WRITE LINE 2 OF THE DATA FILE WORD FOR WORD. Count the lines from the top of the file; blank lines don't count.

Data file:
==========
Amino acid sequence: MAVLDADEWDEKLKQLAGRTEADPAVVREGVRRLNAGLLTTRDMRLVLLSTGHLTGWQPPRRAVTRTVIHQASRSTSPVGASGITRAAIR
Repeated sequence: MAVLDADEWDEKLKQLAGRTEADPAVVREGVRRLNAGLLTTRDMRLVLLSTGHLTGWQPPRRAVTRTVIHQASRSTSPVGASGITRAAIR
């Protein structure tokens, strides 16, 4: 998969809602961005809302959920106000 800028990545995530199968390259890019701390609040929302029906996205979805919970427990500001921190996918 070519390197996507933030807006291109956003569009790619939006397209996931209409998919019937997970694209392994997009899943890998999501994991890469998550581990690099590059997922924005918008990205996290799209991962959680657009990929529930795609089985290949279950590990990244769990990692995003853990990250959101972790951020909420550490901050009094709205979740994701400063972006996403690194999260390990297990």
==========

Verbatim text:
Repeated sequence: MAVLDADEWDEKLKQLAGRTEADPAVVREGVRRLNAGLLTTRDMRLVLLSTGHLTGWQPPRRAVTRTVIHQASRSTSPVGASGITRAAIR